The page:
Neolithic hydroclimatic change and water resources exploitation in the Fertile Crescent

Sci Rep. 2023 Jan 13;13(1):45. doi: 10.1038/s41598-022-27166-y.


In the first millennia of the Holocene, human communities in the Fertile Crescent experienced drastic cultural and technological transformations that modified social and human-environments interactions, ultimately leading to the rise of complex societies. The potential influence of climate on this “Neolithic Revolution” has long been debated. Here we present a speleothem record from the Kurdistan Region of Iraq, covering from Early Neolithic to Early Chalcolithic periods (~ 11 to 7.3 ka, 9000-5300 BCE). The record reveals the influence of the Siberian High on regional precipitation, and shows large hydroclimatic variability at the multicentennial scale. In particular, it highlights wetter conditions between 9.7 and 9.0 ka, followed by an abrupt reduction of precipitation between 9.0 and 8.5 ka, and a wetter interval between 8.5 and 8.0 ka. A comparison with regional and local archaeological data demonstrates an influence of recorded hydroclimatic changes on settlement patterns (size, distribution, permanent vs. seasonal occupation) and on the exploitation of water resources by Neolithic to Chalcolithic populations. Our record does not show prominent hydroclimatic changes at 9.3 and 8.2 ka, thus not supporting direct influence of such rapid and widespread events on the process of Neolithization and its cultural dispersal.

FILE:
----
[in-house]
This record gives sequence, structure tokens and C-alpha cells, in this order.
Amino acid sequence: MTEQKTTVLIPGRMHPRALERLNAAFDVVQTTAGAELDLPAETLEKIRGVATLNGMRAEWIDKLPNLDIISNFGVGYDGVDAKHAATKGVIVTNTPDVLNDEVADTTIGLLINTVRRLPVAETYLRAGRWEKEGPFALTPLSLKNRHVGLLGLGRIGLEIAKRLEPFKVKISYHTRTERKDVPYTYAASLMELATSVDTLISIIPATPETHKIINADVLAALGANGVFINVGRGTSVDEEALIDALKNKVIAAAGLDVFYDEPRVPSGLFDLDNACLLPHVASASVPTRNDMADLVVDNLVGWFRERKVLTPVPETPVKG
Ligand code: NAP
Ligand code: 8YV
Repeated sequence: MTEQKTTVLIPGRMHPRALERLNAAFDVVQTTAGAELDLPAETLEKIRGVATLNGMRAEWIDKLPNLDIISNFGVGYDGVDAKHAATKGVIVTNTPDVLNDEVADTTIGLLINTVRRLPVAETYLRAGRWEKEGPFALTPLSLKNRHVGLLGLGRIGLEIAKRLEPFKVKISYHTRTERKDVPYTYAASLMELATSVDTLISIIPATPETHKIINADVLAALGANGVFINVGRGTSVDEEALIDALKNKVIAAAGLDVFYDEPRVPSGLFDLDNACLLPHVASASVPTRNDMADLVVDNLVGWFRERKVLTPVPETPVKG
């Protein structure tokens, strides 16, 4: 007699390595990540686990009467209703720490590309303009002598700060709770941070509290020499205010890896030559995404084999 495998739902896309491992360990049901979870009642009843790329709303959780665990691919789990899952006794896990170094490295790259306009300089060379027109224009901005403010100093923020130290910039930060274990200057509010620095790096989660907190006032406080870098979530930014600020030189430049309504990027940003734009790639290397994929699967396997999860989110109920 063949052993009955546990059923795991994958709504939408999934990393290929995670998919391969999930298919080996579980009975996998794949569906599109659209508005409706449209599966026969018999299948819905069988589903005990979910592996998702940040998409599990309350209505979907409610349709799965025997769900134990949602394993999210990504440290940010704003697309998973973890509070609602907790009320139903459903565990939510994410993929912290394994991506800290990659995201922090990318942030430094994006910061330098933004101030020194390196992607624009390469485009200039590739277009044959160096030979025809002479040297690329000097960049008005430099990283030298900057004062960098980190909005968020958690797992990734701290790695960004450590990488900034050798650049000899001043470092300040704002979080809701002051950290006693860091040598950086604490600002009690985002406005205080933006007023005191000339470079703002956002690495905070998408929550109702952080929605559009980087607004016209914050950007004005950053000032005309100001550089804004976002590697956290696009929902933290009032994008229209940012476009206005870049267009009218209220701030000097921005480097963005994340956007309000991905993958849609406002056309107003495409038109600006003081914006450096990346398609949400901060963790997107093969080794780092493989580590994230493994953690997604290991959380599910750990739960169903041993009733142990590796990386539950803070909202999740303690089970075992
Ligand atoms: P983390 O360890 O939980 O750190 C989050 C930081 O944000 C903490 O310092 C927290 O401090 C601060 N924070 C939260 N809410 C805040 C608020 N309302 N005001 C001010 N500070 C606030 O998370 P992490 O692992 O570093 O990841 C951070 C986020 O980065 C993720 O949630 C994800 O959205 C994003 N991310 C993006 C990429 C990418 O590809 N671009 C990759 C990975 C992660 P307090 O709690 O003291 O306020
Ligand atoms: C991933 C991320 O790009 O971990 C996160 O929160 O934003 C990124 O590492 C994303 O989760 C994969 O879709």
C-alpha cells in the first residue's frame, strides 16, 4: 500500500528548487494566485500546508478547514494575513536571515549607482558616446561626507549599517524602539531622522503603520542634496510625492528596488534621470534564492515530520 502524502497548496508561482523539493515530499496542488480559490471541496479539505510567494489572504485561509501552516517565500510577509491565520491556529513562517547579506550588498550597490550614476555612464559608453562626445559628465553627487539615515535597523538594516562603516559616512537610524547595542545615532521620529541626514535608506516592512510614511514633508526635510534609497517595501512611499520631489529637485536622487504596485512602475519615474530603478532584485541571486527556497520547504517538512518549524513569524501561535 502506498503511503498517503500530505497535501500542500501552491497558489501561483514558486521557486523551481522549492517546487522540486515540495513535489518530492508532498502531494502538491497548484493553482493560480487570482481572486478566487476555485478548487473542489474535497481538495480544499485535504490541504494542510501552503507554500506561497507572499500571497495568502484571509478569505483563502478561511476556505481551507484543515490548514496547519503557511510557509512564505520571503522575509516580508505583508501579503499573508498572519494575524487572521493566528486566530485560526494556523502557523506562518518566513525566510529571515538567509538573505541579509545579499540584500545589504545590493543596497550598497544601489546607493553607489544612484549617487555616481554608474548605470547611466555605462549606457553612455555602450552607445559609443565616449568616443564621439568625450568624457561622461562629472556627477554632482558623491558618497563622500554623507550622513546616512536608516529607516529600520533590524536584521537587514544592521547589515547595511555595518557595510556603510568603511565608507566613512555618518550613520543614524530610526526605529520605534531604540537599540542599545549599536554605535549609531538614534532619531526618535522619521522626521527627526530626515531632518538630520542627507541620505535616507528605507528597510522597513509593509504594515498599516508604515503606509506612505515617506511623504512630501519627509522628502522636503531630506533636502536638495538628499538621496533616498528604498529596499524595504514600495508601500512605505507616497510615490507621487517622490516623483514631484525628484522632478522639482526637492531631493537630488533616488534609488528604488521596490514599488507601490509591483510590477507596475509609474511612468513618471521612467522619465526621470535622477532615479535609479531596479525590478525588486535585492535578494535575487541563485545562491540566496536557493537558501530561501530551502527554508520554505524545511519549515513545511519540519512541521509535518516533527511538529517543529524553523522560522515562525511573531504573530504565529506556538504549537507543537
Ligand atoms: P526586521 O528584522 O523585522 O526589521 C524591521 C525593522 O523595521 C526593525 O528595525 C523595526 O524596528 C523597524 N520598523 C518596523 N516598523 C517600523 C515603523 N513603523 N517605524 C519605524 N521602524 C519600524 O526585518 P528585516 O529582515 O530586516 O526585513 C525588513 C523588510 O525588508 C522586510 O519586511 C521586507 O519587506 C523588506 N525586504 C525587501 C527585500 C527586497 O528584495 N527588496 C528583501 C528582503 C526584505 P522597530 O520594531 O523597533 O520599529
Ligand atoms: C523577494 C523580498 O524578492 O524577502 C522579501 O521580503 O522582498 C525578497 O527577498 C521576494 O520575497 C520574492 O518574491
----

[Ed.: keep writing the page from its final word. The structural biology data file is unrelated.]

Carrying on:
PMID:36639410 | DOI:10.1038/s41598-022-27166-y

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